libstreaming

Additional

Language
Java
Version
3.0beta (Oct 10, 2013)
Created
Jan 30, 2013
Updated
Apr 17, 2018
Owner
Simon (fyhertz)
Contributors
pnemonic78
Simon (fyhertz)
brunosiqueira
bilthon
serpro
the-best-dev
6
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Introduction

What it does

libstreaming is an API that allows you, with only a few lines of code, to stream the camera and/or microphone of an android powered device using RTP over UDP.

  • Android 4.0 or more recent is required.
  • Supported encoders include H.264, H.263, AAC and AMR.

The first step you will need to achieve to start a streaming session to some peer is called 'signaling'. During this step you will contact the receiver and send a description of the incomming streams. You have three ways to do that with libstreaming.

  • With the RTSP client: if you want to stream to a Wowza Media Server, it's the way to go. The example 3 illustrates that use case.
  • With the RTSP server: in that case the phone will act as a RTSP server and wait for a RTSP client to request a stream. This use case is illustated in the example 1.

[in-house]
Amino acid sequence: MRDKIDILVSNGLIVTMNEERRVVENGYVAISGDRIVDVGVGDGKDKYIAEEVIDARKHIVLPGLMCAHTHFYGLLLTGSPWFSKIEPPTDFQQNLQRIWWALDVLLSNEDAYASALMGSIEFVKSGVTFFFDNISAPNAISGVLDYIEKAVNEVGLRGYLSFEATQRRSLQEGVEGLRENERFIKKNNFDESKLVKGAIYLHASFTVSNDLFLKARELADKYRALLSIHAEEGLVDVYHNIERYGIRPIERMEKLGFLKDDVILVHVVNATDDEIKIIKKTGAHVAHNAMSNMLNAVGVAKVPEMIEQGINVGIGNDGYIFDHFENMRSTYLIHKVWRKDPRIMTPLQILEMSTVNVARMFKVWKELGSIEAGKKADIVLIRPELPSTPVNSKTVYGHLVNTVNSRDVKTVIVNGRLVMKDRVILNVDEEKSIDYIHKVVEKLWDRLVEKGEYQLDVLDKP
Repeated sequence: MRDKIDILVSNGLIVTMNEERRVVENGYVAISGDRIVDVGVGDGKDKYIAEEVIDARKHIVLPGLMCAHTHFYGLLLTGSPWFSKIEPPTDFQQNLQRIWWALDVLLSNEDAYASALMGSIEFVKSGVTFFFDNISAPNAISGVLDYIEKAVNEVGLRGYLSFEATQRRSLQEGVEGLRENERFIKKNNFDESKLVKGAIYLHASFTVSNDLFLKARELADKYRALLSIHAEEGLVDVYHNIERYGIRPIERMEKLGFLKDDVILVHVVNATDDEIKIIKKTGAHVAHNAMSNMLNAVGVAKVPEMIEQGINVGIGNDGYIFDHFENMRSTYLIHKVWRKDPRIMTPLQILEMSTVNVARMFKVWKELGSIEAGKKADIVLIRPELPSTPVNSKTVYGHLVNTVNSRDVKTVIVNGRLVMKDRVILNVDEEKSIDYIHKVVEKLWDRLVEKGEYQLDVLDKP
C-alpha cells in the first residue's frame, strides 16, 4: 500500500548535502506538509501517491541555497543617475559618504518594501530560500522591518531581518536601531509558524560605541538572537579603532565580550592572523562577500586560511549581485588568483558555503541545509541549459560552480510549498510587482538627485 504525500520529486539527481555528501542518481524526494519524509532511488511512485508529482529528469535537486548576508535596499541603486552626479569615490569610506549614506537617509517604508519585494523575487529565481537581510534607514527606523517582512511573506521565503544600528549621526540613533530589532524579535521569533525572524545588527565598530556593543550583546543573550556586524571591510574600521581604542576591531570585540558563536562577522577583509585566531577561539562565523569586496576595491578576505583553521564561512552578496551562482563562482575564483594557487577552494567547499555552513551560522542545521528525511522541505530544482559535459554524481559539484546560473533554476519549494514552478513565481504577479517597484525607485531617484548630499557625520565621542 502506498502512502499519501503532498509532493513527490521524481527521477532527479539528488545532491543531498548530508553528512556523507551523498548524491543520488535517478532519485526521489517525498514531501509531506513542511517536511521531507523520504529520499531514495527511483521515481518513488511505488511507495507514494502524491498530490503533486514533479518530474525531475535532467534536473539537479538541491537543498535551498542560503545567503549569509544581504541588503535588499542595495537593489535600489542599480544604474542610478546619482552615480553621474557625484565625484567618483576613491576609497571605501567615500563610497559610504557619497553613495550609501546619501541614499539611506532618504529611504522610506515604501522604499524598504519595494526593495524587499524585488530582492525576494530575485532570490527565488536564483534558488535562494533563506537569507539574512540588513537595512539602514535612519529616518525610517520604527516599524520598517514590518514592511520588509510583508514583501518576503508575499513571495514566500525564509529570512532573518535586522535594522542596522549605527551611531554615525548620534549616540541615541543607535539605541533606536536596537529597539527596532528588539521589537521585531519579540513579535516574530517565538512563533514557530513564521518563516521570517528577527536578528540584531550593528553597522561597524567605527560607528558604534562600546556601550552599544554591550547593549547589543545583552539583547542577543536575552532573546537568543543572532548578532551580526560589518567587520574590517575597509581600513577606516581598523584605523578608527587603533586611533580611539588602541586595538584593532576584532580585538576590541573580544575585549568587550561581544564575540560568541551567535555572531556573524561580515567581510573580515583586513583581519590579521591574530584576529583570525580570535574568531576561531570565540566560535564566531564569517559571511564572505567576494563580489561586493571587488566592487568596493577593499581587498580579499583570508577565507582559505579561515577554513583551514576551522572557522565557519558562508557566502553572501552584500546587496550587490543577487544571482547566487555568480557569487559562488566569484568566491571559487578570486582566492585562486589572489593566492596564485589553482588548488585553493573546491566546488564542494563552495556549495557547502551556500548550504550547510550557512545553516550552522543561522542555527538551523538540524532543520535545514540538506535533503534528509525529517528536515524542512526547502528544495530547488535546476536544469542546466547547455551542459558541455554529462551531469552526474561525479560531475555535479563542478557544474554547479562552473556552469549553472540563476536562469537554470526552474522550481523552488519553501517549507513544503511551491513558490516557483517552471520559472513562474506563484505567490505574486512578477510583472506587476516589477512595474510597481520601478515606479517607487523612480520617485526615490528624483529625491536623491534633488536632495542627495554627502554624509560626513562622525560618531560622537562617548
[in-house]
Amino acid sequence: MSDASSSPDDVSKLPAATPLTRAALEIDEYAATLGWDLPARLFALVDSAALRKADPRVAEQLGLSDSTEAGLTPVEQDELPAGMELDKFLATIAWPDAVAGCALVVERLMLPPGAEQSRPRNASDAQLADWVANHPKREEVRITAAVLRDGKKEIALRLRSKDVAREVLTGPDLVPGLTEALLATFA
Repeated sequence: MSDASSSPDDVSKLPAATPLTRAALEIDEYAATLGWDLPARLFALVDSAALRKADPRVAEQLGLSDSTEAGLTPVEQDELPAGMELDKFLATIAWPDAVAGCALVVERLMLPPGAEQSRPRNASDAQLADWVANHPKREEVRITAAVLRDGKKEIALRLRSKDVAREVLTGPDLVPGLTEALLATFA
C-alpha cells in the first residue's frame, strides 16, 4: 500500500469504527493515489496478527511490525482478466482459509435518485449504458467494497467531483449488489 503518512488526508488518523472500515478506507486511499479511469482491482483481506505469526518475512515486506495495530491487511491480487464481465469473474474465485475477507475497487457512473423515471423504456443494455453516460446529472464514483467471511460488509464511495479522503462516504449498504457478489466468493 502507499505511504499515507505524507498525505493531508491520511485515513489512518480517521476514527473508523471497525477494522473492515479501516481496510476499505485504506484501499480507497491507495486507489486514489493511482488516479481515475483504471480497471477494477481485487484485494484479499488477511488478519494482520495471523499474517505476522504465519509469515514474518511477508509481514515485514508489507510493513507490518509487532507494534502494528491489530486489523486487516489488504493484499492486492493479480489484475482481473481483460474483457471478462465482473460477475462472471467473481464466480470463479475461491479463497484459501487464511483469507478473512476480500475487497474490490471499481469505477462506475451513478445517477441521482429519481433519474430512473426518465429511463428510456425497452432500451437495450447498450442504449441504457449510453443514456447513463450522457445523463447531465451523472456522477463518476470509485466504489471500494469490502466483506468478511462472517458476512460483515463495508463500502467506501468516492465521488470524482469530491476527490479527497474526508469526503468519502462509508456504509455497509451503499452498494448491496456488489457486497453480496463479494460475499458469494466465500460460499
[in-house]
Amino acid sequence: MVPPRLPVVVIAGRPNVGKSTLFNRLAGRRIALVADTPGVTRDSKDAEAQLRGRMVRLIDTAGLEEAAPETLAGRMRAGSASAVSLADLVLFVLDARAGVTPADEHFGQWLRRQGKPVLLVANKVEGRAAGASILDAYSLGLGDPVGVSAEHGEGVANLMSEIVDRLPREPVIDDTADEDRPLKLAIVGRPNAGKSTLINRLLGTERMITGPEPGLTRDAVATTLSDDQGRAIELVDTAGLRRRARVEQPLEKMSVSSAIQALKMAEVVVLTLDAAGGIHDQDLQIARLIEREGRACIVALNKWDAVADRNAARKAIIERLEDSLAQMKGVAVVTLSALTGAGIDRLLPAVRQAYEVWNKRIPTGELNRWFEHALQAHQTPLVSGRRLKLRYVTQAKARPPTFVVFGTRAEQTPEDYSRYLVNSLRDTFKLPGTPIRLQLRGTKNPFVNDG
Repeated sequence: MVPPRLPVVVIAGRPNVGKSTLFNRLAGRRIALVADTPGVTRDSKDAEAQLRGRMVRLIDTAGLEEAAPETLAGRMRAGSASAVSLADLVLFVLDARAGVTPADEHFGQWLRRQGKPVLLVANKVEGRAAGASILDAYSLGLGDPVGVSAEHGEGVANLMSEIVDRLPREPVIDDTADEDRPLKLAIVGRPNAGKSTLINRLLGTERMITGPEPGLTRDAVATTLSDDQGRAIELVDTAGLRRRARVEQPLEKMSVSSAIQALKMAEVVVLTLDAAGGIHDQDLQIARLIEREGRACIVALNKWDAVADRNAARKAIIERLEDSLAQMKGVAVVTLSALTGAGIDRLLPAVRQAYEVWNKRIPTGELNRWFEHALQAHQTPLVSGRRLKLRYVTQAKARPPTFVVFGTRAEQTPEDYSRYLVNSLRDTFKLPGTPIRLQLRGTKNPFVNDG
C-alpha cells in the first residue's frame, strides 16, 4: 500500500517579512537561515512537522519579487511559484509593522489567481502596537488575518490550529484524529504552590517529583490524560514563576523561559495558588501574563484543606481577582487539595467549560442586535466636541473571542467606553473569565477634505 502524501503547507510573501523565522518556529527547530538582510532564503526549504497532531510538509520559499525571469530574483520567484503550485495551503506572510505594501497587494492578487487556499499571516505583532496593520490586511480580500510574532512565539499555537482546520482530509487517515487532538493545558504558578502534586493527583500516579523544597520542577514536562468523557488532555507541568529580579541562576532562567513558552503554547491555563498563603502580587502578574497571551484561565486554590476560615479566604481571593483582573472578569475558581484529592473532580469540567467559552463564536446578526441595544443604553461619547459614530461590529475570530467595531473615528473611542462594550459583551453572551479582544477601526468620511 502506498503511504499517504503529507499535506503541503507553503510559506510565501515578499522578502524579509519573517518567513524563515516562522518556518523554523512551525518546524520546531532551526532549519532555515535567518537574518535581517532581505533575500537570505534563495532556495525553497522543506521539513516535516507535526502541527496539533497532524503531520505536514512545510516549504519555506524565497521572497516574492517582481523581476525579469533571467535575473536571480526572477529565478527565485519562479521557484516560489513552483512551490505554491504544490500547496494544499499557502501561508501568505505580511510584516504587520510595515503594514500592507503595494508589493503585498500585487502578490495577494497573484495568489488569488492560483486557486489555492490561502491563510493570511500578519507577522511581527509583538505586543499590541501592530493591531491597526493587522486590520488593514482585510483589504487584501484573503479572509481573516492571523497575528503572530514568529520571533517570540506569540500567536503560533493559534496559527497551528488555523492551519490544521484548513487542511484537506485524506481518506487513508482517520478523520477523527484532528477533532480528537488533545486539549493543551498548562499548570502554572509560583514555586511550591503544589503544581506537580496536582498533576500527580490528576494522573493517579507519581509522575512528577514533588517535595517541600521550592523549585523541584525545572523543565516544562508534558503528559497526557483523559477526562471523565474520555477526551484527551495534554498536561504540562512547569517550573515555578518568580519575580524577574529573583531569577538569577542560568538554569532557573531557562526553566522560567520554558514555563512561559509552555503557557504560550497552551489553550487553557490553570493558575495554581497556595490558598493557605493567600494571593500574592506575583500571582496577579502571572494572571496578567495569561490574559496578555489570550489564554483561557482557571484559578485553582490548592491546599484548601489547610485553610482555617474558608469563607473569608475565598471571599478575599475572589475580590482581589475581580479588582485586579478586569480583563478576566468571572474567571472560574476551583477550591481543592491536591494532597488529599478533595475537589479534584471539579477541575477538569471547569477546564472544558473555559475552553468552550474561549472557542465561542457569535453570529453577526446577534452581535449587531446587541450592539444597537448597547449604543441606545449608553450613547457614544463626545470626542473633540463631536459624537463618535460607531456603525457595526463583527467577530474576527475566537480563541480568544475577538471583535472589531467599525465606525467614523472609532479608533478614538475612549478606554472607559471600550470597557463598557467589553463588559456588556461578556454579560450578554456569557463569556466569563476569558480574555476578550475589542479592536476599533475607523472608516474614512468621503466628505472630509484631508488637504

• Or you use libstreaming without using the RTSP protocol at all, and signal the session using SDP over a protocol you like. The example 2 illustrates that use case.

The full javadoc documentation of the API is available here: http://guigui.us/libstreaming/doc

How does it work? You should really read this, it's important!

There are three ways on Android to get encoded data from the peripherals:

  • With the MediaRecorder API and a simple hack.
  • With the MediaCodec API and the buffer-to-buffer method which requires Android 4.1.
  • With the MediaCodec API and the surface-to-buffer method which requires Android 4.3.

Encoding with the MediaRecorder API

The MediaRecorder API was not intended for streaming applications but can be used to retrieve encoded data from the peripherals of the phone. The trick is to configure a MediaRecorder instance to write to a LocalSocket instead of a regular file (see MediaStream.java).

Edit: as of Android Lollipop using a LocalSocket is not possible anymore for security reasons. But using a ParcelFileDescriptor does the trick. More details in the file MediaStream.java! ( Thanks to those guys for the insight)

This hack has some limitations:

  • Lip sync can be approximative.
  • The MediaRecorder internal buffers can lead to some important jitter. libstreaming tries to compensate that jitter.

It's hard to tell how well this hack is going to work on a phone. It does work well on many devices though.